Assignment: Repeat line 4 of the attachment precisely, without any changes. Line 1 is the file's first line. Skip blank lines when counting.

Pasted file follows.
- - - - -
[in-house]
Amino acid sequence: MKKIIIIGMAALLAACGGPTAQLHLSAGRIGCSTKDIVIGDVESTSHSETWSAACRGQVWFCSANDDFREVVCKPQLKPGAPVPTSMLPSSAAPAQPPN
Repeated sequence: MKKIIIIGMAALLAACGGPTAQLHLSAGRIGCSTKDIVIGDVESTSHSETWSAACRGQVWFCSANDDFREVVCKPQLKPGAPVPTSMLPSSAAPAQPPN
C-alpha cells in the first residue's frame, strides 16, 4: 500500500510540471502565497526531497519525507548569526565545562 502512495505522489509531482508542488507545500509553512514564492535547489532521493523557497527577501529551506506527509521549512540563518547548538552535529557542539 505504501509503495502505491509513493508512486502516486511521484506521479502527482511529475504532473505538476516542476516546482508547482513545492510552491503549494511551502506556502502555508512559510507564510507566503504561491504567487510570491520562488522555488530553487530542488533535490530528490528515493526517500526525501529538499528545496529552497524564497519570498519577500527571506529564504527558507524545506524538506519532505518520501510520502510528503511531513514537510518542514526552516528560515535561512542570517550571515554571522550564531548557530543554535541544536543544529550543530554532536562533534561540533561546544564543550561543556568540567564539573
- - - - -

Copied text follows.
C-alpha cells in the first residue's frame, strides 16, 4: 500500500510540471502565497526531497519525507548569526565545562 502512495505522489509531482508542488507545500509553512514564492535547489532521493523557497527577501529551506506527509521549512540563518547548538552535529557542539 505504501509503495502505491509513493508512486502516486511521484506521479502527482511529475504532473505538476516542476516546482508547482513545492510552491503549494511551502506556502502555508512559510507564510507566503504561491504567487510570491520562488522555488530553487530542488533535490530528490528515493526517500526525501529538499528545496529552497524564497519570498519577500527571506529564504527558507524545506524538506519532505518520501510520502510528503511531513514537510518542514526552516528560515535561512542570517550571515554571522550564531548557530543554535541544536543544529550543530554532536562533534561540533561546544564543550561543556568540567564539573